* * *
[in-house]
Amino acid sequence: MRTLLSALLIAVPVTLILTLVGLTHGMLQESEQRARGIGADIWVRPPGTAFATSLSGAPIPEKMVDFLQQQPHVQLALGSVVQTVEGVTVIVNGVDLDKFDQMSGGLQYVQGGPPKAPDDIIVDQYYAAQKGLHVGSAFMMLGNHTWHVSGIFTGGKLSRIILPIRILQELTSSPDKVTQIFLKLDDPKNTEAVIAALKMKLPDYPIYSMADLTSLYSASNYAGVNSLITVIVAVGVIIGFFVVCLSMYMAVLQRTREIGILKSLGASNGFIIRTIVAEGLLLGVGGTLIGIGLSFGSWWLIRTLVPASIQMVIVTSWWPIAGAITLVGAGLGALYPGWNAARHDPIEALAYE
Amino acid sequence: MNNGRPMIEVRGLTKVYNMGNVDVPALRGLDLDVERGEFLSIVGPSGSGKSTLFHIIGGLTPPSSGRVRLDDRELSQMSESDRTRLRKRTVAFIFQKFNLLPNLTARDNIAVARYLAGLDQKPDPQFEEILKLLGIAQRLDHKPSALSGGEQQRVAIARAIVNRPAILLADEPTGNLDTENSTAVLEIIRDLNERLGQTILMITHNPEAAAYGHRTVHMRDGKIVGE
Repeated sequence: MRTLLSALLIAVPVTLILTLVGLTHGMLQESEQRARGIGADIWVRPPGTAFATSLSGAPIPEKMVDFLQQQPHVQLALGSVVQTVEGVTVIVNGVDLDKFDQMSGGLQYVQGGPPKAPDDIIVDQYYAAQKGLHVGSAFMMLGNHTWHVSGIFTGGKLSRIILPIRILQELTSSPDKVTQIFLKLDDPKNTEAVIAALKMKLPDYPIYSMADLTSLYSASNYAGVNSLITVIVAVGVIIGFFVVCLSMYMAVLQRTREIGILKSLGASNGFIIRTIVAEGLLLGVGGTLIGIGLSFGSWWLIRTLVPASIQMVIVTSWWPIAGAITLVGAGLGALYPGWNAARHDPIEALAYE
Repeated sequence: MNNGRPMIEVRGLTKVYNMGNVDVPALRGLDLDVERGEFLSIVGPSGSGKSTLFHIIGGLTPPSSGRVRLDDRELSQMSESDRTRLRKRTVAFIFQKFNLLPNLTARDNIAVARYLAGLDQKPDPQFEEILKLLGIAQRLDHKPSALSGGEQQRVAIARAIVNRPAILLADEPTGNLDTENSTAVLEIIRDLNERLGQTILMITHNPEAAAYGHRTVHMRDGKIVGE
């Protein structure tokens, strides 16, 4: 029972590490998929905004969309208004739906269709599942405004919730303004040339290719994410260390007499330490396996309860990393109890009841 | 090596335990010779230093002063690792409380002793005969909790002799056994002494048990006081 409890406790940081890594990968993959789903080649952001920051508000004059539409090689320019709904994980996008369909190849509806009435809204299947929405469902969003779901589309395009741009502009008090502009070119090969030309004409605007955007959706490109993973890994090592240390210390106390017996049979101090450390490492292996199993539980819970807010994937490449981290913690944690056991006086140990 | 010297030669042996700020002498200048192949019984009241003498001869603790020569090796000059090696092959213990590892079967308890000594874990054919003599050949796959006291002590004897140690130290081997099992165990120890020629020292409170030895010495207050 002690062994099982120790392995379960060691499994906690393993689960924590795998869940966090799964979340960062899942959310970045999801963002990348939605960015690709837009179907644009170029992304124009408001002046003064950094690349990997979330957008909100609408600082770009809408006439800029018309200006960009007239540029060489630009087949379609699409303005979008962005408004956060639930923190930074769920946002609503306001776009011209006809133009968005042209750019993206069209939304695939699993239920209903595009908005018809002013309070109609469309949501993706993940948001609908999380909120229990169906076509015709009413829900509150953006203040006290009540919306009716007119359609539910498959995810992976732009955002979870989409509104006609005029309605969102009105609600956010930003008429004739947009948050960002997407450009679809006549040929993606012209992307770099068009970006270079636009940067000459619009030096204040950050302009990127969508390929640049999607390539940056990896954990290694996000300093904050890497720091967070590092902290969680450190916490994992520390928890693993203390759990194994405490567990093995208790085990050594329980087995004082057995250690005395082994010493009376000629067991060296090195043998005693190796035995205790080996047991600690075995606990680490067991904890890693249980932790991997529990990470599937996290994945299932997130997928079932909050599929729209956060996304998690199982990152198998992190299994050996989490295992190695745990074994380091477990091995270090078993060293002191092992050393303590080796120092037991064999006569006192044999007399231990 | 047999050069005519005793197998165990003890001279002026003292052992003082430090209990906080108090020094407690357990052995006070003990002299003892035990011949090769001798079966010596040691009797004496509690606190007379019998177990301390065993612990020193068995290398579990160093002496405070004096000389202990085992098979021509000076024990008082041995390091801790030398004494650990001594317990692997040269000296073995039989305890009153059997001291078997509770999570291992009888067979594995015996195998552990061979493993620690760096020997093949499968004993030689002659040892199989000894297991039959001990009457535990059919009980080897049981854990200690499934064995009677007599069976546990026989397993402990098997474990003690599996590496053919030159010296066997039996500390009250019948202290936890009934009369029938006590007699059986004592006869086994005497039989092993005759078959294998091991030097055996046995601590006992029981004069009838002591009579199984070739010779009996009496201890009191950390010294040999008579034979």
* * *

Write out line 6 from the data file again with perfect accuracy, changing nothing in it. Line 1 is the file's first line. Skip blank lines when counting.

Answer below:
């Protein structure tokens, strides 16, 4: 029972590490998929905004969309208004739906269709599942405004919730303004040339290719994410260390007499330490396996309860990393109890009841 | 090596335990010779230093002063690792409380002793005969909790002799056994002494048990006081 409890406790940081890594990968993959789903080649952001920051508000004059539409090689320019709904994980996008369909190849509806009435809204299947929405469902969003779901589309395009741009502009008090502009070119090969030309004409605007955007959706490109993973890994090592240390210390106390017996049979101090450390490492292996199993539980819970807010994937490449981290913690944690056991006086140990 | 010297030669042996700020002498200048192949019984009241003498001869603790020569090796000059090696092959213990590892079967308890000594874990054919003599050949796959006291002590004897140690130290081997099992165990120890020629020292409170030895010495207050 002690062994099982120790392995379960060691499994906690393993689960924590795998869940966090799964979340960062899942959310970045999801963002990348939605960015690709837009179907644009170029992304124009408001002046003064950094690349990997979330957008909100609408600082770009809408006439800029018309200006960009007239540029060489630009087949379609699409303005979008962005408004956060639930923190930074769920946002609503306001776009011209006809133009968005042209750019993206069209939304695939699993239920209903595009908005018809002013309070109609469309949501993706993940948001609908999380909120229990169906076509015709009413829900509150953006203040006290009540919306009716007119359609539910498959995810992976732009955002979870989409509104006609005029309605969102009105609600956010930003008429004739947009948050960002997407450009679809006549040929993606012209992307770099068009970006270079636009940067000459619009030096204040950050302009990127969508390929640049999607390539940056990896954990290694996000300093904050890497720091967070590092902290969680450190916490994992520390928890693993203390759990194994405490567990093995208790085990050594329980087995004082057995250690005395082994010493009376000629067991060296090195043998005693190796035995205790080996047991600690075995606990680490067991904890890693249980932790991997529990990470599937996290994945299932997130997928079932909050599929729209956060996304998690199982990152198998992190299994050996989490295992190695745990074994380091477990091995270090078993060293002191092992050393303590080796120092037991064999006569006192044999007399231990 | 047999050069005519005793197998165990003890001279002026003292052992003082430090209990906080108090020094407690357990052995006070003990002299003892035990011949090769001798079966010596040691009797004496509690606190007379019998177990301390065993612990020193068995290398579990160093002496405070004096000389202990085992098979021509000076024990008082041995390091801790030398004494650990001594317990692997040269000296073995039989305890009153059997001291078997509770999570291992009888067979594995015996195998552990061979493993620690760096020997093949499968004993030689002659040892199989000894297991039959001990009457535990059919009980080897049981854990200690499934064995009677007599069976546990026989397993402990098997474990003690599996590496053919030159010296066997039996500390009250019948202290936890009934009369029938006590007699059986004592006869086994005497039989092993005759078959294998091991030097055996046995601590006992029981004069009838002591009579199984070739010779009996009496201890009191950390010294040999008579034979």